CA: Merchandise Trade

Wed Sep 06 07:30:00 CDT 2017

Consensus Actual Previous Revised
Level C$-3.9B C$-3.0B C$-3.6B C$-3.8B
Imports-M/M -6.0% 0.3% 0.5%
Exports-M/M -4.9% -4.3% -5.0%
Imports-Y/Y 4.0% 10.4% 10.6%
Exports-Y/Y 2.2% 12.4% 12.2%

July merchandise trade deficit narrowed to C$3.0 billion from a C$3.8 billion deficit in June. Imports fell 6.0 percent and exports decreased 4.9 percent, both due mainly to the effect of widespread price decreases, while the Canadian dollar appreciated sharply relative to the American dollar in July.

Total imports declined 6.0 percent in July following seven consecutive monthly increases, with declines observed in all commodity sections. Prices were largely responsible for this decrease, falling 3.8 percent. This occurred as the Canadian dollar gained 3.6 cents US relative to the American dollar from June to July. The decrease in import values was partially attributable to aircraft and other transportation equipment and parts, as well as motor vehicles and parts. On the year, imports rose 4.0 percent.

After posting a 5.0 percent decline in June, total exports fell 4.9 percent in July with decreases observed in 9 of 11 sections. Prices decreased 3.9 percent, while volumes were down 1.1 percent. Motor vehicles and parts, as well as aircraft and other transportation equipment and parts contributed the most to the decline. In July, exports excluding energy products were down 5.2 percent. On the year total exports were up 2.2 percent.

Exports of motor vehicles and parts fell 9.6 percent, the strongest decrease since August 2014. Exports of passenger cars and light trucks were mostly responsible for the decline. As was the case with imports of motor vehicle engines and motor vehicle parts, longer planned closures in the automotive manufacturing industry in July were behind the decrease. Overall, prices were down 4.5 percent and volumes decreased by 5.4 percent.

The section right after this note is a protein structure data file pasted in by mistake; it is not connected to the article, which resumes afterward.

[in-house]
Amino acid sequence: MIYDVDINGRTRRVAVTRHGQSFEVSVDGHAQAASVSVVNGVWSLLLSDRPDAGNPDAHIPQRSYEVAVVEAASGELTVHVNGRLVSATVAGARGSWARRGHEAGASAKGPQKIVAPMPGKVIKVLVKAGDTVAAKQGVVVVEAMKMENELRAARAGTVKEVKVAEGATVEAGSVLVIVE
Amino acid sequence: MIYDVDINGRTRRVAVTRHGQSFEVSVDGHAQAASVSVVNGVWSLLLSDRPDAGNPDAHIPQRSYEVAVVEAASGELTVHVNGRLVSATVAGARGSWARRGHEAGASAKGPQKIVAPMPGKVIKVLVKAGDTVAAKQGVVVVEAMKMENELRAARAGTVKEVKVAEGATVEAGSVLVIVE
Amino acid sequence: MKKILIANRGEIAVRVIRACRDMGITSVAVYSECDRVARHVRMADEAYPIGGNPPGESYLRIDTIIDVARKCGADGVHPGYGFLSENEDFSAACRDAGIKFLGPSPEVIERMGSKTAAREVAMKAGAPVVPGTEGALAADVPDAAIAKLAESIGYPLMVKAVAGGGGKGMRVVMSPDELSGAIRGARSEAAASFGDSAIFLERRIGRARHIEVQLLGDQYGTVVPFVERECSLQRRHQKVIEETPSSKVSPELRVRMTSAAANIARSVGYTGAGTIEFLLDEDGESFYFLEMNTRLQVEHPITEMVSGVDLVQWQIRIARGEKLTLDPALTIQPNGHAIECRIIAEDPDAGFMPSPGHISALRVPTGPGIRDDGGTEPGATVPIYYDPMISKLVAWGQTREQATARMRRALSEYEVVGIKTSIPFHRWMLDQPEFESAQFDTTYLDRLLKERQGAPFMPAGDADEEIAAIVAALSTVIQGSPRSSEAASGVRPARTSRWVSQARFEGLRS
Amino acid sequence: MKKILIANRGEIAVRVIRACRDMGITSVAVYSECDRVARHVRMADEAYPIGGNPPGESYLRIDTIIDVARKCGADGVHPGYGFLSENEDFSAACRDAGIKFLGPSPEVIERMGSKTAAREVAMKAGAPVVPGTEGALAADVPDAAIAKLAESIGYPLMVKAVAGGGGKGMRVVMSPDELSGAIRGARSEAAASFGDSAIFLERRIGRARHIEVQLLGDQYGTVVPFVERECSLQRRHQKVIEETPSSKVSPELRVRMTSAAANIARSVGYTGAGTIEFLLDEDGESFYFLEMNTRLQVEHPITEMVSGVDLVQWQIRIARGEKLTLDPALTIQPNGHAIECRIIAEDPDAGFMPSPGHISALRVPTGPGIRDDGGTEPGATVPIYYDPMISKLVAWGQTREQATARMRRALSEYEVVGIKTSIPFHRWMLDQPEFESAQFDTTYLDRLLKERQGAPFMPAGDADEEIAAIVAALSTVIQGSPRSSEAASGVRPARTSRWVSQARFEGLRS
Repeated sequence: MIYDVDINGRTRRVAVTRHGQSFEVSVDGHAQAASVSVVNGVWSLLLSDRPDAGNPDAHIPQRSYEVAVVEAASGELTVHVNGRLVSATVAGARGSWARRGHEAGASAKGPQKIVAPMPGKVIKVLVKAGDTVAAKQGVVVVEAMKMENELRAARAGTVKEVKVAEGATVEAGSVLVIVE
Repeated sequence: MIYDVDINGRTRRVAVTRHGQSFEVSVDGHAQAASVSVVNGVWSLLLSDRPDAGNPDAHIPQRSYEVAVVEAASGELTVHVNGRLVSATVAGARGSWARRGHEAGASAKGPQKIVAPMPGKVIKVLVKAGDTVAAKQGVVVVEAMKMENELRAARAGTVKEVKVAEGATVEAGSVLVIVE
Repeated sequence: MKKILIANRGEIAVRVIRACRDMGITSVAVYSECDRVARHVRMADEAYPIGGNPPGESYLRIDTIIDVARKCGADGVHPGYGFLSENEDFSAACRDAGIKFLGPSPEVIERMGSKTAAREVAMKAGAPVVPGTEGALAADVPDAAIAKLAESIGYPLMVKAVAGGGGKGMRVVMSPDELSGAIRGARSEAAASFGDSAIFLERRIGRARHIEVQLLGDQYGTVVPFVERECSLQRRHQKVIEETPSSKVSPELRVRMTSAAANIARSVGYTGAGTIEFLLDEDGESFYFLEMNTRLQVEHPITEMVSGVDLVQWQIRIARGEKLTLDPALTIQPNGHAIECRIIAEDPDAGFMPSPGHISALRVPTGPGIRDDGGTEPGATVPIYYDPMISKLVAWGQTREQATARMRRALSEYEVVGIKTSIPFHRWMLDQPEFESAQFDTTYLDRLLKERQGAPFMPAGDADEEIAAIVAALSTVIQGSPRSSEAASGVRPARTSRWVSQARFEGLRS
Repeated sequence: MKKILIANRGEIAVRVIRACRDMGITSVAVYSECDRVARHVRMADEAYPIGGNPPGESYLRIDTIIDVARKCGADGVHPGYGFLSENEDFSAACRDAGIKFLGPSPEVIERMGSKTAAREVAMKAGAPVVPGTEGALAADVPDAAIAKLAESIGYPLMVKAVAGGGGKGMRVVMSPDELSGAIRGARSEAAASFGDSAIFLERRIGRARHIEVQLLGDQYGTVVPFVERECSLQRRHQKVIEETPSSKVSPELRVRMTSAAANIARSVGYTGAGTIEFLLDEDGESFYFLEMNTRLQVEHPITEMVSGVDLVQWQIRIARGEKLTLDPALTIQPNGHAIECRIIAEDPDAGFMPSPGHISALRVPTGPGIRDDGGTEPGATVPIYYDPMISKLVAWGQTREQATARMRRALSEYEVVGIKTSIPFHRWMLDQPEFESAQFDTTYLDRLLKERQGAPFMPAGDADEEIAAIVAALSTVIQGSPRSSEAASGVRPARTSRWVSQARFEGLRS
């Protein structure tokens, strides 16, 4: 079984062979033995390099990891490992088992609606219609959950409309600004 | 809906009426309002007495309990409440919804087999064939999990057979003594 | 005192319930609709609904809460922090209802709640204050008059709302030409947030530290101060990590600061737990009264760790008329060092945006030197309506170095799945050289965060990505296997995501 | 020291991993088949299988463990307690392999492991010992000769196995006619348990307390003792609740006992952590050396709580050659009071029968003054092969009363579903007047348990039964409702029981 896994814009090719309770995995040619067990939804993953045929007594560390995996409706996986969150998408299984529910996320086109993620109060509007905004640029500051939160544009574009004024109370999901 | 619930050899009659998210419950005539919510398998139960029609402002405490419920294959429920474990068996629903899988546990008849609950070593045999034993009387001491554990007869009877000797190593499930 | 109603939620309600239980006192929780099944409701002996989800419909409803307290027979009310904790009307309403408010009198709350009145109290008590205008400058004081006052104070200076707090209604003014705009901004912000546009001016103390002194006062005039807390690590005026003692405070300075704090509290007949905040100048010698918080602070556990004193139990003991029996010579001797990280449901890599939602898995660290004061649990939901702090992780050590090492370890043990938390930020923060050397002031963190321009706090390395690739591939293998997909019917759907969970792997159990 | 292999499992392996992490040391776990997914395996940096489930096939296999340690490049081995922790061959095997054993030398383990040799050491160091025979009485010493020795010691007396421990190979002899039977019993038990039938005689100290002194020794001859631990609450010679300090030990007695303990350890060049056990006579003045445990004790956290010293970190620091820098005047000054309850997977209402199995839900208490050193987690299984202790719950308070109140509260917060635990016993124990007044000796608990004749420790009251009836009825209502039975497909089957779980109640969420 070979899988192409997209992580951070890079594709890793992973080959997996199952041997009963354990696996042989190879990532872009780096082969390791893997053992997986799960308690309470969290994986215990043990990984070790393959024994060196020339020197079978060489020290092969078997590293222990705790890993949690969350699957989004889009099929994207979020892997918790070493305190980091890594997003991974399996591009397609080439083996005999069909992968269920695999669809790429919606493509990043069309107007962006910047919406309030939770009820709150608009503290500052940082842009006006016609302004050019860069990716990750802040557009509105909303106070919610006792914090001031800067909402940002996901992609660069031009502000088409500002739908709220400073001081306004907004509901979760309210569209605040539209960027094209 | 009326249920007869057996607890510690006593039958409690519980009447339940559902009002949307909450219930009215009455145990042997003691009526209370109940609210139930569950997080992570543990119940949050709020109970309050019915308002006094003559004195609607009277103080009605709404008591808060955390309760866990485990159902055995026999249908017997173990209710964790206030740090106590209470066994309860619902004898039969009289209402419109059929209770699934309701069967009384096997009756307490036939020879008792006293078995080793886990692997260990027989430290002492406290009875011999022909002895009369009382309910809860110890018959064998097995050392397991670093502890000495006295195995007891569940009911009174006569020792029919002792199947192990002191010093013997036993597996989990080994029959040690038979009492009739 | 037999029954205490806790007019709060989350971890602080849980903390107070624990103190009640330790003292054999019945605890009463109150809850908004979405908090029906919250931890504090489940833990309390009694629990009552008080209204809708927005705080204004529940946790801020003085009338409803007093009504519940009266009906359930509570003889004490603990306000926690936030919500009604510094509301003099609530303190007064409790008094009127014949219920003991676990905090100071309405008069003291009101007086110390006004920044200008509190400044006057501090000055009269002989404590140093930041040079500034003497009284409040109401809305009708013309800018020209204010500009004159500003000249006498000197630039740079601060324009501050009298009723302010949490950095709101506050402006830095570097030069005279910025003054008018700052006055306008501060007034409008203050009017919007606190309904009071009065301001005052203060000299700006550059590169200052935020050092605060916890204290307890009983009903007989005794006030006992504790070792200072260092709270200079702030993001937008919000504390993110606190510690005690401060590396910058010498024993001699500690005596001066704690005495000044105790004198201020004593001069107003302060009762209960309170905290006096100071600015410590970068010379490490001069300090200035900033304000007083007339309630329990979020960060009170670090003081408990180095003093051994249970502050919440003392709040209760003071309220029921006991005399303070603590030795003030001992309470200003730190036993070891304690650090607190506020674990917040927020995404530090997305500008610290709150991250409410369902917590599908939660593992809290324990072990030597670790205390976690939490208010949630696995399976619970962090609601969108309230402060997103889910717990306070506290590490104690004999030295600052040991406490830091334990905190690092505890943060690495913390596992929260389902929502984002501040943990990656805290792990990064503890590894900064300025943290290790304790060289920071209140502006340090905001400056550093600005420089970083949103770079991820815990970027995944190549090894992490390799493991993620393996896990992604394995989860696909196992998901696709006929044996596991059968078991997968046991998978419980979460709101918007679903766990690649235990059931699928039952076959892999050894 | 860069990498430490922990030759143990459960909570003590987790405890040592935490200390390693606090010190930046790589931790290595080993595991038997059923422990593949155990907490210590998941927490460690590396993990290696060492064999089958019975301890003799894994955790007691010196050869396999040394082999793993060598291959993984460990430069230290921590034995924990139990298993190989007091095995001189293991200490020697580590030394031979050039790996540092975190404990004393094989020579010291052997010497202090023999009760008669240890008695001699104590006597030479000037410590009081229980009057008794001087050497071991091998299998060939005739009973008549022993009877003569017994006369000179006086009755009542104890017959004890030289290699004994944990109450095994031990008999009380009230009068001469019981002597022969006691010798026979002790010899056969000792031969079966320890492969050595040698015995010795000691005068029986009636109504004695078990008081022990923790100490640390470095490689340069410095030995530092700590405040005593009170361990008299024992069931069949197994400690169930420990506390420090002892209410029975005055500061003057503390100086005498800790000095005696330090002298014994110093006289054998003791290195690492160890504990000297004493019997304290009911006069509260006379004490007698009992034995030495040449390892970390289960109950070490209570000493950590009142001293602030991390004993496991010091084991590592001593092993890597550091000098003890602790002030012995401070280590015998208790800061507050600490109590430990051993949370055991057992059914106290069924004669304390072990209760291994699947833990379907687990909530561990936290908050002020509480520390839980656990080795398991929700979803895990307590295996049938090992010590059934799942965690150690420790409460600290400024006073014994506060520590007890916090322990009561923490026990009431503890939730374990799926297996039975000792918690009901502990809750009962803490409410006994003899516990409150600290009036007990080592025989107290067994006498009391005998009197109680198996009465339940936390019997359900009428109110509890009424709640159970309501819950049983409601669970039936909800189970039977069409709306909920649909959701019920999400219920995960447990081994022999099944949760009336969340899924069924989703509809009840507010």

Imports from the United States decreased 6.7 percent, led by lower aircraft imports. Exports to the United States were down 3.2 percent, mainly on lower exports of passenger cars and light trucks. As a result, Canada's trade surplus with the United States widened from C$1.8 billion in June to C$2.9 billion in July.

Exports to countries other than the United States declined 10.0 percent with the United Kingdom (unwrought gold), Japan (copper, canola and seafood) and Saudi Arabia (personal transportation equipment) posting the largest decreases. Imports from countries other than the United States were down 4.7 percent, with Brazil (bauxite) and Mexico (motor vehicle parts) contributing the most to this decrease. Consequently, Canada's trade deficit with countries other than the United States rose from $5.6 billion in June to $5.9 billion in July.

In real (or volume) terms, imports decreased 2.3 percent and exports were down 1.1 percent in July. Consequently, Canada's trade deficit in real terms narrowed from C$891 million in June to C$338 million in July.

The merchandise trade balance measures the difference between imports and exports of goods. The level of the international trade balance, as well as changes in exports and imports, indicate trends in foreign trade and can offer a guide to an economy's competitiveness. Nominal data are supplied with regards to principal trading partners and product classification.

Changes in the level of imports and exports, along with the difference between the two (the trade balance) are a valuable gauge of economic trends here and abroad. While these trade figures can directly impact all financial markets, they primarily affect currency values in foreign exchange markets. This is particularly true for Canada which relies on exports and particularly those to the U.S. for growth. It should be noted that this report focuses solely on goods trade - it leaves services trade for the quarterly national accounts and balance of payments reports.

Imports indicate demand for foreign goods while exports show the demand for Canadian goods in the U.S. and elsewhere. The Canadian dollar is particularly sensitive to changes in its trade balance with the U.S. For the most part, Canada's trade balance is in surplus thanks to its exports to the U.S. Both the nominal export and import values are split into volume (real) and price components. This permits trade data to be analyzed for both changes in trade patterns as well as changing prices. This has been particularly important of late given energy price volatility and the impact on Canada's merchandise shipments. A word of caution -- the data are subject to large monthly revisions. Therefore, it can be misleading to form opinions on the basis of one month's data.

The bond market is sensitive to the risk of importing inflation. This report gives a breakdown of trade with major countries so it can be instructive for investors who are interested in diversifying globally. For example, a trend of accelerating exports to a particular country might signal economic strength and investment opportunities in that country.